Event: NBA Hall of Famer, Rhodes scholar and former U.S. Sen. Bill Bradley will be the keynote speaker at The University of Texas at Austin’s Basketball and American Culture Symposium, sponsored by the H. J. Lutcher Stark Center for Physical Culture and Sports. In a talk titled “Values of the Game,” Bradley will discuss his basketball career while at Princeton University and in the NBA. The address coincides with the public showing of James Naismith’s “Original Rules of Basket Ball” at the university’s Blanton Museum of Art.
Dr. Daniel A. Nathan, Dr. Reuben A. Buford May and author Madeleine Blais also will be speaking about basketball and its relationship to American culture.
When: 1-4:30 p.m. Thursday, Nov. 29 Bradley will speak from 1 to 2 p.m.
Where: Etter-Harbin Alumni Center Ballroom, University of Texas at Austin campus, 2110 San Jacinto Blvd.
Background: Each talk will be followed by a QandA session:
2:15-3:00: Daniel A. Nathan, Ph.D. Nathan won the North American Society for Sport History book award for “Saying It’s So,” a cultural study of the 1919 Chicago “Black Sox” baseball scandal. He is president-elect of the North American Society for Sport History and teaches a class at Skidmore College on basketball as a window to American culture. His symposium talk is titled “From Springfield to San Antonio: A Brief History of Basketball’s Rise as a Global Game.”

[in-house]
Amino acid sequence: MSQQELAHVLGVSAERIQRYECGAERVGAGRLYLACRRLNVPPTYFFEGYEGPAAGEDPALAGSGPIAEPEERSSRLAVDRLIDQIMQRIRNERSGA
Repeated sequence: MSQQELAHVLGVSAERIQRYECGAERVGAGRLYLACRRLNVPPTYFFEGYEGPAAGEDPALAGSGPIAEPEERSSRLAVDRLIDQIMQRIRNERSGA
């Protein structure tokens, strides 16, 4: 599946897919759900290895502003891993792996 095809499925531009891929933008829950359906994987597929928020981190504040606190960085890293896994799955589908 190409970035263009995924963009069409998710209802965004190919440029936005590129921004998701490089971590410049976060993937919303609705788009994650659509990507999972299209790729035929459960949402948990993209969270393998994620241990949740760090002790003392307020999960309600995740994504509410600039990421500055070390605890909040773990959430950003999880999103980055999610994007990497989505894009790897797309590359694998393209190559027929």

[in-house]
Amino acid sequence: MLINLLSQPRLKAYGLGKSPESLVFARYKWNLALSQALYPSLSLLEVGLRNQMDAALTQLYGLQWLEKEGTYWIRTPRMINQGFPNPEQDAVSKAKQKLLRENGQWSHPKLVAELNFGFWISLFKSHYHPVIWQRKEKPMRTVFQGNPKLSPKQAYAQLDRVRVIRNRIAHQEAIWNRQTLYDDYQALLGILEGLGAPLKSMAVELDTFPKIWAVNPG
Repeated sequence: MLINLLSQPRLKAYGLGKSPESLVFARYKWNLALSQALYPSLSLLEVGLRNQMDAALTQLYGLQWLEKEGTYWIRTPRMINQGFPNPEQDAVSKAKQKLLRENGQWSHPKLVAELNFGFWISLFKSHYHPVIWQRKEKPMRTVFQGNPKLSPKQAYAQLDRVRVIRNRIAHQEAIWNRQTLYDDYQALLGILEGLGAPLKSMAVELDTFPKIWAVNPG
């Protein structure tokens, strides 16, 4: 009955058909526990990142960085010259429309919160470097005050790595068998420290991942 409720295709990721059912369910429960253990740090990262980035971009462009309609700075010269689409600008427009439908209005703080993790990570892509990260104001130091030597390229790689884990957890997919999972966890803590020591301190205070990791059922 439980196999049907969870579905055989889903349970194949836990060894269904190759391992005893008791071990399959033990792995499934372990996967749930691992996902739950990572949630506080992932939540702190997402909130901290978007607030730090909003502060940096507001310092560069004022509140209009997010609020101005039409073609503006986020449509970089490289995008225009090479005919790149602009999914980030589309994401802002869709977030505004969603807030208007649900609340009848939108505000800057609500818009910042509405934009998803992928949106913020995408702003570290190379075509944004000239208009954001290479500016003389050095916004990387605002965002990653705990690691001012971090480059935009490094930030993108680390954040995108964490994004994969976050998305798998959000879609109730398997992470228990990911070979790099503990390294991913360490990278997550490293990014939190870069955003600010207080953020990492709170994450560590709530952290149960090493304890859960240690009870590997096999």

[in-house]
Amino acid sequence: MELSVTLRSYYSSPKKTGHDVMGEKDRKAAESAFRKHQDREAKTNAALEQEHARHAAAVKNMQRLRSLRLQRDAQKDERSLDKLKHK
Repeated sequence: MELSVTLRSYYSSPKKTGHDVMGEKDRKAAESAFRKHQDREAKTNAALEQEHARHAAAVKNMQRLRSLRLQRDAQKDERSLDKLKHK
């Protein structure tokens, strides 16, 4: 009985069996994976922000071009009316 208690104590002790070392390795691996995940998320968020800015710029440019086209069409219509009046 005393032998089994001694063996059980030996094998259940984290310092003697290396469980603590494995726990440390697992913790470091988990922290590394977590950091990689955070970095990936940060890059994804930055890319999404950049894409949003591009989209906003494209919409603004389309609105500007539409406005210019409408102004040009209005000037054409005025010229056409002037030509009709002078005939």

3:00-3:45: Reuben A. Buford May, Ph.D. May is a professor of sociology at Texas AandM University and author of “Living Through the Hoop: High School Basketball, Race, and the American Dream,” which was selected Book of the Year in 2008 by the Association for Humanist Sociology. His symposium lecture is titled “Did Naismith Know? Basketball and the American Dream.”
3:45-4:30: Madeleine Blais Blais is a professor in the School of Journalism at the University of Massachusetts at Amherst and author of the highly acclaimed book “In These Girls Hope is a Muscle.” While a journalist, Blais won the Pulitzer Prize for feature writing in 1980. Her symposium lecture is titled “Playing for Keeps: What Happens in the Post Season Called the Rest of Your Life?”
The symposium is part of a campus-wide celebration of James Naismith’s rules of basketball, a document that was published in 1891 and outlines the original rules of the game. Naismith’s “Original Rules of Basket Ball” as well as artist Paul Pfeiffer’s sports-related artwork are on display at the Blanton Museum of Art, and a photography exhibition titled “Basketball: Power in Play” is on display at the Harry Ransom Center. The Blanton Museum exhibition will be open until Jan. 13, 2013, and the Ransom Center exhibition will be open through Dec. 9.